"The court order to fix EPA's illegal action was clear. The EPA should not effectively thumb its nose at the other two branches of our federal government. Quite frankly, it's hard to fathom such a blatant disregard of the administration's constitutional duties. If the EPA is so cowed by the petroleum industry that biofuels cannot get a square deal on the 2016 remand, then no farmer in America should ever expect to get fair treatment from the Trump EPA."

American Coalition for Ethanol Communications Director Katie Fletcher said during testimony the agency's actions have hurt ethanol demand.

"The proposed 2020 RVO marks the second compliance year EPA is professing to follow statutory volumes on paper, but in reality, is allowing refiners to escape their lawful responsibility to blend renewable fuel with the petroleum products they make," she said.

"The severity of demand destruction from EPA's use of SREs is a topic of debate, but it is without question year-over-year domestic ethanol use declined in 2018 for the first time since 1998."

Domestic ethanol use fell from 14.49 billion gallons in 2017 to 14.38 billion gallons in 2018. The national ethanol blend rate fell from 10.13% in 2017 to 10.07% in 2018.

"ACE members are convinced EPA refinery waivers contributed to these historic setbacks," Fletcher said.

BIODIESEL FRUSTRATIONS

EPA's latest proposal continues to raise the ire of the biodiesel industry, which continues to say it is ready to expand beyond the volumes set by the agency each year.

National Biodiesel Board Chairman Kent Engelbrecht, who is a biodiesel trade manager for Archer Daniels Midland Company, said many companies are capable of expanding production if EPA chooses to set mandated volumes higher.

"EPA has selected volumes for the biomass-based diesel market that are simply too low," Engelbrecht said.

"Year after year, the U.S. biodiesel and renewable diesel industry continues to demonstrate sustainable growth. We can achieve still higher volumes over the coming years. When EPA sends the wrong signals for this program, biodiesel producers see significant investments put at risk. Flatlined volumes block achievable growth and undermine the goals of the RFS."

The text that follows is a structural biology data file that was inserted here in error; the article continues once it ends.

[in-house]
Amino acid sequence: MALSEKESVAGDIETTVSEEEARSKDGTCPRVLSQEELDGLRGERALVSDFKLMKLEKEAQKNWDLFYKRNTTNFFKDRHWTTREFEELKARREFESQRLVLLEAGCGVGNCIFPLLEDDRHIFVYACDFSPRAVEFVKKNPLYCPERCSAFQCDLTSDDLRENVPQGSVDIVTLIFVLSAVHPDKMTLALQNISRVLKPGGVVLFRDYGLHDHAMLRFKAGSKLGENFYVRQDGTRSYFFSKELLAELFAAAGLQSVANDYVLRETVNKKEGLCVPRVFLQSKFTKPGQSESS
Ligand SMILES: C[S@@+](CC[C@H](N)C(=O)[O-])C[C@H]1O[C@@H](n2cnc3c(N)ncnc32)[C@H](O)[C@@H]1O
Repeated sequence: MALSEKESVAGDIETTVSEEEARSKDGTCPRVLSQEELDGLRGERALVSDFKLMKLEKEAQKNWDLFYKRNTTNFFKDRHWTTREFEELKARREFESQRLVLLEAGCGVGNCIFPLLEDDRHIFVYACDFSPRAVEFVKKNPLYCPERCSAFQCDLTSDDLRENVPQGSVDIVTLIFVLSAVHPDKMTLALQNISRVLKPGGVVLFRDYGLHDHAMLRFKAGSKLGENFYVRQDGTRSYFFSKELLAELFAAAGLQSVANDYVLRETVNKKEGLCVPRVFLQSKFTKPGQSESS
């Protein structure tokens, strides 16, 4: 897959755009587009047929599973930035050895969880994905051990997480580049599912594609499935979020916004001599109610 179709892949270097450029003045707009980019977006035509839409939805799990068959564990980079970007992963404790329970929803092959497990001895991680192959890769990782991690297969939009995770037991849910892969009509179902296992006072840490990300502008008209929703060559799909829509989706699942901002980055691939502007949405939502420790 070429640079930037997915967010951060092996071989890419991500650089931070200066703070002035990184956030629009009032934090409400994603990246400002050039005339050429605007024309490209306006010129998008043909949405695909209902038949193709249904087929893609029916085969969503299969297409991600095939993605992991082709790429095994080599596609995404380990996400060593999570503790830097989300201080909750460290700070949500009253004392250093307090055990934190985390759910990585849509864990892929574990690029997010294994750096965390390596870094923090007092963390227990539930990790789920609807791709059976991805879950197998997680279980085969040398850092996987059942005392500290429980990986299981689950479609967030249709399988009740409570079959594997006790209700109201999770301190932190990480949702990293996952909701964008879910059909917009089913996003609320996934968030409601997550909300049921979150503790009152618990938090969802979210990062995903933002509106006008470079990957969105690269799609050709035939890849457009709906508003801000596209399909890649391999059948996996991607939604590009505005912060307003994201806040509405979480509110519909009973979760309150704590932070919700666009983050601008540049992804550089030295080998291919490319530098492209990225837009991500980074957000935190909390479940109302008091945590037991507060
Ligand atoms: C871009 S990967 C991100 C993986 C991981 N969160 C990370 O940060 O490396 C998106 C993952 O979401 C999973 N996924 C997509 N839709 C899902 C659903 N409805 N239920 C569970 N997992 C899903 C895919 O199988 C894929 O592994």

National Corn Growers Association board member and Ohio farmer John Linder told EPA it continues to undermine the RFS.

"These volumes are meaningless amid EPA's massive expansion of retroactive refinery waivers," he said. "Farmers have no confidence EPA will ensure these volumes are met --- which the law requires --- because EPA fails to account for projected waivers in this proposal."

Scott Richman, chief economist of the Renewable Fuels Association said EPA has the authority to enforce the statutory RFS volumes.

"That includes prospectively redistributing volumes from SREs to non-exempt parties," he said.

"It also includes complying with a court order to restore illegally waived volumes from 2016. We urge EPA to do both in the final rule. EPA's refusal to obey the court's order is a slap in the face to U.S. renewable fuel producers and farmers who are facing the worst market conditions in a generation."

Scott Hayes, manager of health, safety, environmental and governmental affairs for the Toledo Refining Company, called on EPA to set RFS volumes below the proposed numbers for fear of placing upward pressure on the price of Renewable Identification Numbers, or RINs.

"We are asking EPA to recognize the realities of the blend wall and use its 'severe economic harm' waiver authority," Hayes said. The blend wall is when total ethanol production exceeds demand.

"When RINs averaged over 70 cents from 2016 to 2017, our refinery was spending more on these credits than on payroll, benefits and energy costs. Returning to such an environment will once again put great-paying, consistent jobs at risk."

Todd Neeley can be reached at todd.neeley@dtn.com

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(BAS/CZ)

Todd Neeley